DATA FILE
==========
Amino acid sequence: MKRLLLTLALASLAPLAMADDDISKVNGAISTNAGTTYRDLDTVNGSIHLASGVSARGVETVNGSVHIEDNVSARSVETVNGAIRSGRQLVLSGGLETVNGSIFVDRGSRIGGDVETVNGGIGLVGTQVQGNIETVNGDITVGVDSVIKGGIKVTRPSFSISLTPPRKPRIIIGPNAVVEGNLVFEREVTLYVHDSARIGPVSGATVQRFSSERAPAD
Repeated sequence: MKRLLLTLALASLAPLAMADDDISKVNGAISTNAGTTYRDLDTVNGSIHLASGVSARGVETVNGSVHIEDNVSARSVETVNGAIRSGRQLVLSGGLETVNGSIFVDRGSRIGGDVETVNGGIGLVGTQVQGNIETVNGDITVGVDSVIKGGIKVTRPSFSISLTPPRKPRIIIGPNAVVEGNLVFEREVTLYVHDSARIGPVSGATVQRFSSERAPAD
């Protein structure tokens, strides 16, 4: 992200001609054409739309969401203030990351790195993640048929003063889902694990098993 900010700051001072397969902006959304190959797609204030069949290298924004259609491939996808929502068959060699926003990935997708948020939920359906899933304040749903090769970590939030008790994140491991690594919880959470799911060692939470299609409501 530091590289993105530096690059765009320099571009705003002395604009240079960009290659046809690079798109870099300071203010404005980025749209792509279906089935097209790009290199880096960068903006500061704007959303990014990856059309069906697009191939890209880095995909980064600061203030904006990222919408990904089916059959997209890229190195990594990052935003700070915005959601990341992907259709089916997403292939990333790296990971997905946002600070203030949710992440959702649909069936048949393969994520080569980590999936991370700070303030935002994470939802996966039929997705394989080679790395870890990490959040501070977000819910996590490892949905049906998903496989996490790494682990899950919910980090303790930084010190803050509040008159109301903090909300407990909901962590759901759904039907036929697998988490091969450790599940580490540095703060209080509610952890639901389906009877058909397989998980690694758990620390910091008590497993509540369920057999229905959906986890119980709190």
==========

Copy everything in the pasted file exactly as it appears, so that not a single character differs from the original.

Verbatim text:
Amino acid sequence: MKRLLLTLALASLAPLAMADDDISKVNGAISTNAGTTYRDLDTVNGSIHLASGVSARGVETVNGSVHIEDNVSARSVETVNGAIRSGRQLVLSGGLETVNGSIFVDRGSRIGGDVETVNGGIGLVGTQVQGNIETVNGDITVGVDSVIKGGIKVTRPSFSISLTPPRKPRIIIGPNAVVEGNLVFEREVTLYVHDSARIGPVSGATVQRFSSERAPAD
Repeated sequence: MKRLLLTLALASLAPLAMADDDISKVNGAISTNAGTTYRDLDTVNGSIHLASGVSARGVETVNGSVHIEDNVSARSVETVNGAIRSGRQLVLSGGLETVNGSIFVDRGSRIGGDVETVNGGIGLVGTQVQGNIETVNGDITVGVDSVIKGGIKVTRPSFSISLTPPRKPRIIIGPNAVVEGNLVFEREVTLYVHDSARIGPVSGATVQRFSSERAPAD
């Protein structure tokens, strides 16, 4: 992200001609054409739309969401203030990351790195993640048929003063889902694990098993 900010700051001072397969902006959304190959797609204030069949290298924004259609491939996808929502068959060699926003990935997708948020939920359906899933304040749903090769970590939030008790994140491991690594919880959470799911060692939470299609409501 530091590289993105530096690059765009320099571009705003002395604009240079960009290659046809690079798109870099300071203010404005980025749209792509279906089935097209790009290199880096960068903006500061704007959303990014990856059309069906697009191939890209880095995909980064600061203030904006990222919408990904089916059959997209890229190195990594990052935003700070915005959601990341992907259709089916997403292939990333790296990971997905946002600070203030949710992440959702649909069936048949393969994520080569980590999936991370700070303030935002994470939802996966039929997705394989080679790395870890990490959040501070977000819910996590490892949905049906998903496989996490790494682990899950919910980090303790930084010190803050509040008159109301903090909300407990909901962590759901759904039907036929697998988490091969450790599940580490540095703060209080509610952890639901389906009877058909397989998980690694758990620390910091008590497993509540369920057999229905959906986890119980709190």